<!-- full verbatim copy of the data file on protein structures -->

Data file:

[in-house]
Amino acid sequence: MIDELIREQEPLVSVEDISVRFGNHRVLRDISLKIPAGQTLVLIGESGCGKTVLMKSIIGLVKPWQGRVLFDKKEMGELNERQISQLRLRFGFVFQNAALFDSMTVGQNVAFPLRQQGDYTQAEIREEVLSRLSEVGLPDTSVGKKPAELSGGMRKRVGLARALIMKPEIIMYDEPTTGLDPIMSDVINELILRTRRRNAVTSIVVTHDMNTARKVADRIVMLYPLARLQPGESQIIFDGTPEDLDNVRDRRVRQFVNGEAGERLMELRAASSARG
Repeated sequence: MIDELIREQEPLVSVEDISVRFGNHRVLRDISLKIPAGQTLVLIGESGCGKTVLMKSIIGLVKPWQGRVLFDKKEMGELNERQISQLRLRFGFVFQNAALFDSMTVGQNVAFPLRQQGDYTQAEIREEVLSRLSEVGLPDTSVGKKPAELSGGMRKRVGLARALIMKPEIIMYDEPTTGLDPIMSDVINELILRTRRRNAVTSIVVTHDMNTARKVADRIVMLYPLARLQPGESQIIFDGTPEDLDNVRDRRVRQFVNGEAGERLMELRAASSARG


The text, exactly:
[in-house]
Amino acid sequence: MIDELIREQEPLVSVEDISVRFGNHRVLRDISLKIPAGQTLVLIGESGCGKTVLMKSIIGLVKPWQGRVLFDKKEMGELNERQISQLRLRFGFVFQNAALFDSMTVGQNVAFPLRQQGDYTQAEIREEVLSRLSEVGLPDTSVGKKPAELSGGMRKRVGLARALIMKPEIIMYDEPTTGLDPIMSDVINELILRTRRRNAVTSIVVTHDMNTARKVADRIVMLYPLARLQPGESQIIFDGTPEDLDNVRDRRVRQFVNGEAGERLMELRAASSARG
Repeated sequence: MIDELIREQEPLVSVEDISVRFGNHRVLRDISLKIPAGQTLVLIGESGCGKTVLMKSIIGLVKPWQGRVLFDKKEMGELNERQISQLRLRFGFVFQNAALFDSMTVGQNVAFPLRQQGDYTQAEIREEVLSRLSEVGLPDTSVGKKPAELSGGMRKRVGLARALIMKPEIIMYDEPTTGLDPIMSDVINELILRTRRRNAVTSIVVTHDMNTARKVADRIVMLYPLARLQPGESQIIFDGTPEDLDNVRDRRVRQFVNGEAGERLMELRAASSARG